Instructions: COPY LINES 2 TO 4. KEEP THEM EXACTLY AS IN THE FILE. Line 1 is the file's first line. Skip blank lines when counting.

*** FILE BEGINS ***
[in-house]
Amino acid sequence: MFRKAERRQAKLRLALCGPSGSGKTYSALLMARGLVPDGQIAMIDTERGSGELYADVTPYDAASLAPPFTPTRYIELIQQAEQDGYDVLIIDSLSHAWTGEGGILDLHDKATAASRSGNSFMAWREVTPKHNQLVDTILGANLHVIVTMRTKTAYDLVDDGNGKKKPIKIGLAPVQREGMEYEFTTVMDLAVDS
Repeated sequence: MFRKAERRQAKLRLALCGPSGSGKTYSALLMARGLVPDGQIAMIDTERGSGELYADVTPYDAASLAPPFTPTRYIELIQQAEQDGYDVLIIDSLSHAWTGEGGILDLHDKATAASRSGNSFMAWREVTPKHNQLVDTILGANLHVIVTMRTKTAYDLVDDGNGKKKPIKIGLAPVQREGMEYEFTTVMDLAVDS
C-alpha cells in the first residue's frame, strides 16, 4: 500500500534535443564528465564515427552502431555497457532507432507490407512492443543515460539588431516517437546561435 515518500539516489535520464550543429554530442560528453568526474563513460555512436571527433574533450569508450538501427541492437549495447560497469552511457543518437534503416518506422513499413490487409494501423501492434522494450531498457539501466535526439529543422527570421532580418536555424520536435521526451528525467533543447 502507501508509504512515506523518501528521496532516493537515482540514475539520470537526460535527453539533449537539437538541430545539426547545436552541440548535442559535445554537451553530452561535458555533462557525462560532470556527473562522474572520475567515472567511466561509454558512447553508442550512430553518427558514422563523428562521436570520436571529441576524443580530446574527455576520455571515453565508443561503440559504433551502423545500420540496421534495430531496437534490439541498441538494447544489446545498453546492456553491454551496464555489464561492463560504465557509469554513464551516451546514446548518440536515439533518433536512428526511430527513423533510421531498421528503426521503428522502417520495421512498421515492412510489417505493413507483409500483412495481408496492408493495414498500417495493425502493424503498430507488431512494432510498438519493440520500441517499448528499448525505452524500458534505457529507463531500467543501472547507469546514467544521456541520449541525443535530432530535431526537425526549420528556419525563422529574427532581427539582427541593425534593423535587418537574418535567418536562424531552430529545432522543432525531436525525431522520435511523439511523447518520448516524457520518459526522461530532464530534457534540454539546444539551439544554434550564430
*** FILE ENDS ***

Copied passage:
Amino acid sequence: MFRKAERRQAKLRLALCGPSGSGKTYSALLMARGLVPDGQIAMIDTERGSGELYADVTPYDAASLAPPFTPTRYIELIQQAEQDGYDVLIIDSLSHAWTGEGGILDLHDKATAASRSGNSFMAWREVTPKHNQLVDTILGANLHVIVTMRTKTAYDLVDDGNGKKKPIKIGLAPVQREGMEYEFTTVMDLAVDS
Repeated sequence: MFRKAERRQAKLRLALCGPSGSGKTYSALLMARGLVPDGQIAMIDTERGSGELYADVTPYDAASLAPPFTPTRYIELIQQAEQDGYDVLIIDSLSHAWTGEGGILDLHDKATAASRSGNSFMAWREVTPKHNQLVDTILGANLHVIVTMRTKTAYDLVDDGNGKKKPIKIGLAPVQREGMEYEFTTVMDLAVDS
C-alpha cells in the first residue's frame, strides 16, 4: 500500500534535443564528465564515427552502431555497457532507432507490407512492443543515460539588431516517437546561435 515518500539516489535520464550543429554530442560528453568526474563513460555512436571527433574533450569508450538501427541492437549495447560497469552511457543518437534503416518506422513499413490487409494501423501492434522494450531498457539501466535526439529543422527570421532580418536555424520536435521526451528525467533543447 502507501508509504512515506523518501528521496532516493537515482540514475539520470537526460535527453539533449537539437538541430545539426547545436552541440548535442559535445554537451553530452561535458555533462557525462560532470556527473562522474572520475567515472567511466561509454558512447553508442550512430553518427558514422563523428562521436570520436571529441576524443580530446574527455576520455571515453565508443561503440559504433551502423545500420540496421534495430531496437534490439541498441538494447544489446545498453546492456553491454551496464555489464561492463560504465557509469554513464551516451546514446548518440536515439533518433536512428526511430527513423533510421531498421528503426521503428522502417520495421512498421515492412510489417505493413507483409500483412495481408496492408493495414498500417495493425502493424503498430507488431512494432510498438519493440520500441517499448528499448525505452524500458534505457529507463531500467543501472547507469546514467544521456541520449541525443535530432530535431526537425526549420528556419525563422529574427532581427539582427541593425534593423535587418537574418535567418536562424531552430529545432522543432525531436525525431522520435511523439511523447518520448516524457520518459526522461530532464530534457534540454539546444539551439544554434550564430